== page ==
Skogar Museum – Visitor’s Guide

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If you’re planning to visit the very famous Skogafoss Waterfall in Iceland, don’t miss out on the other attractions right there in Skogar Village, including the charming Skogar Museum.

Skogar Museum
Turn house village at Skogar Museum

What’s at Skogar Museum?

The Skogar Museum opened into 1949 and today consists of three different areas to explore:

The Folk Museum

This building houses over 15,000 artifacts illustrating various aspects of Iceland life throughout history. There is a section devoted entirely to fishing showcasing tools of the trade and even some boats including a fishing boat built in 1855. There’s an agriculture section, a collection of folk crafts, and a natural history section that was honestly a little bizarre.

The Folk Museum at Skogar Museum
The Folk Museum at Skogar Museum

The natural history section contains all kinds of stuffed animals, skeletons, and fossils. There are cabinets full of fossils and tiny skeletons – you can just keep opening up the drawers for a new surprise. Open drawer one and you find lava rocks. Open drawer two and there’s a bunch of mice skeletons. Open drawer three and there’s a giant fossilized spider. It was like a little house of horrors.

The Folk Museum at Skogar Museum
More strange stuff in the Folk Museum.

Not my thing necessarily – but if you have the time to explore and an interest in history, this is definitely the place for you.

The Technical Museum

I found this building to be a little more interesting than the Folk Museum. But of course, that’s completely subjective. This part of the museum focuses on showing the evolution of transportation and technology throughout the 19th and 20th centuries.

Skogar Museum
An airplane in the Technology & Transportation Museum

There were some really cool old vehicles in there, including old emergency vehicles and even a small airplane. And there were some interesting exhibits showing how technology like phones evolved throughout the times. I had a good laugh explaining to my son how a rotary phone works and pointing out our old Nokia and Razor flip phones in the cell phone section. :-D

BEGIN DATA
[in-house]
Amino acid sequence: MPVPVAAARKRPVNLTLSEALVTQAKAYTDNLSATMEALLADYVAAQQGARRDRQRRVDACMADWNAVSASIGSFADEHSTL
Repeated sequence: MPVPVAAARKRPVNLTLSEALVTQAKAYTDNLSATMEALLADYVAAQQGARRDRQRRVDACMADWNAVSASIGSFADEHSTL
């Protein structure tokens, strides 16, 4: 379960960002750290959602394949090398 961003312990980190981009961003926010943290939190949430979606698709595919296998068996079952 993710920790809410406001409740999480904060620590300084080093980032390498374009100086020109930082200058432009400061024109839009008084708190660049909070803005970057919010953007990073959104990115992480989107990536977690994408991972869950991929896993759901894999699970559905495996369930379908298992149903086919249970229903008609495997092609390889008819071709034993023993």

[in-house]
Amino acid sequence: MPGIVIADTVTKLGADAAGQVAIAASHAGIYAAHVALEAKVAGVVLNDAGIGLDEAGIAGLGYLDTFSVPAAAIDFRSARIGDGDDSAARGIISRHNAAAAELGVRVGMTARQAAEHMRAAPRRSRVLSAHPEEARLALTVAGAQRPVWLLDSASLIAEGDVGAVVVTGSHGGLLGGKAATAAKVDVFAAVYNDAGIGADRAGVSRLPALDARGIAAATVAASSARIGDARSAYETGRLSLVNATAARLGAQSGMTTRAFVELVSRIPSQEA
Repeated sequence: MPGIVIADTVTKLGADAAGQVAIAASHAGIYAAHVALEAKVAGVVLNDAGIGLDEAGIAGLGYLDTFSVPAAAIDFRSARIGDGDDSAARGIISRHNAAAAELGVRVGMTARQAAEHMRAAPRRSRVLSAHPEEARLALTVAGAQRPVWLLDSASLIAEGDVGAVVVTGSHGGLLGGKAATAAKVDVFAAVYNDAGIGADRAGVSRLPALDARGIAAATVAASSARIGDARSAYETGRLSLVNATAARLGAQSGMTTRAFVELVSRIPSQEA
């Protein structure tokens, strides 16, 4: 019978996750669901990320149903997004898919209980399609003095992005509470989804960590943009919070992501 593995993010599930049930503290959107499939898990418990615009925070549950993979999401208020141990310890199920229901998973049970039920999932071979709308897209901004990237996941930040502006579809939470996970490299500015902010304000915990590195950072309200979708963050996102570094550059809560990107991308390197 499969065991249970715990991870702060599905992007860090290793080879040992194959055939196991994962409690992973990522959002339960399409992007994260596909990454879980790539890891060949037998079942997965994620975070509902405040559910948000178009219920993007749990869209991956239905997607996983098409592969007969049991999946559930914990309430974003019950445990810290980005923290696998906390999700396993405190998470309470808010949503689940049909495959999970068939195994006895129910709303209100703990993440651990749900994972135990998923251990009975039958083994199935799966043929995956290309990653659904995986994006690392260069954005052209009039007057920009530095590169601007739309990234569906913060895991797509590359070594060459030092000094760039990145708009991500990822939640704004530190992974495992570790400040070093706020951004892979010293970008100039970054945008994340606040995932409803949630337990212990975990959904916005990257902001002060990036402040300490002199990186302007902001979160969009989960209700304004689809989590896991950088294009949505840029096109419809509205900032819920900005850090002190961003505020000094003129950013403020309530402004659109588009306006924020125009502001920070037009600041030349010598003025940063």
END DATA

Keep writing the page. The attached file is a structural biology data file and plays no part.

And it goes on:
Skogar Museum
Old cell phones in the Technical Museum

The Open Air Museum

This is the part of the museum that I personally found the most interesting. It’s an actual model turf house village where you can explore how Icelanders lived throughout the ages.

my son in the Turf houses at Skogar Museum
Turf houses at Skogar Museum

We had a lot of fun exploring the little buildings, many of which are staged with traditional furniture and artifacts. There were model farmhouses, a small church, and even a school building. Very neat!

Staged bedroom inside one of the model houses at Skogar Museum
Staged bedroom inside one of the model houses.

Skogakaffi Cafe at Skogar Museum

One of the reasons that we originally added Skogar Museum to our itinerary is that we needed a place to eat after visiting Skogafoss Waterfall. And the museum’s website boasted of having a café with “basic snack, like sandwiches, cakes, pastries, coffee and more”. Sounds promising for hungry people, right?

Cafe at Skogar Museum

But this was a bit of a disappointment. Don’t get me wrong – the place is cute. But it wasn’t at all the sandwiches and snacks that were mentioned on the website. The menu consisted of exactly three items – lamb stew, meat soup, and chickpea stew.

Chickpea stew in the cafe at Skogar Museum
My chickpea stew was tasty.

Plus one item that they apparently have every day – waffles with ice cream. So waffles with ice cream it was for the kiddo. But keep that in mind if you’re planning on feeding a family full of kids at this place. I was wishing we had stopped at Mia’s Fish & Chips on the way instead.

How much time do we need to spend at Skogar Museum?

I would plan on spending 1-2 hours at the museum. We spent about an hour, which was enough time to thoroughly explore the turf village, take a quick browse through the indoor museum areas, and have lunch at the café. We would have needed at least another hour to thoroughly appreciate all of the museum areas. But if you’re mostly interested in the outdoor buildings like us – an hour will be plenty.

Hike to Kvernufoss

If you’re stopping at Skogar Museum, you should also consider doing the short hike to Kvernufoss Waterfall, which starts from the back of their parking lot! This was really worth the little bit of effort, and we enjoyed it more than the museum itself.


Skogar Museum is located just down the street from the famous Skogafoss Waterfall in the village of Skogar on Iceland’s South Coast. It’s approximately 30 minutes west of the town of Vik and a 2 hour drive from Reykjavik.

Fees & Parking

Museum entrance fee is 2300 ISK per adult and 1400 ISK for kids 12-17. Kids under 12 years old are free. You do not need to book in advance.


Skogar Museum is open from 9am – 6pm in the summer season, with reduced hours during other parts of the year. Check their website to confirm their current opening times.

What did we think of Skogar Museum?

While I wouldn’t go too far out of the way for this one, if you’re already stopping to see Skogafoss and have some extra time on your hands, this is worth a short visit. We weren’t too keen on the Folk Museum, although there are many interesting artifacts to explore there if that’s your thing. We did enjoy taking a stroll through the transportation museum and really liked exploring the model turf village!

More Iceland Trip Planning Resources

If you’re planning the ultimate trip to Iceland, be sure to check out these other helpful articles:

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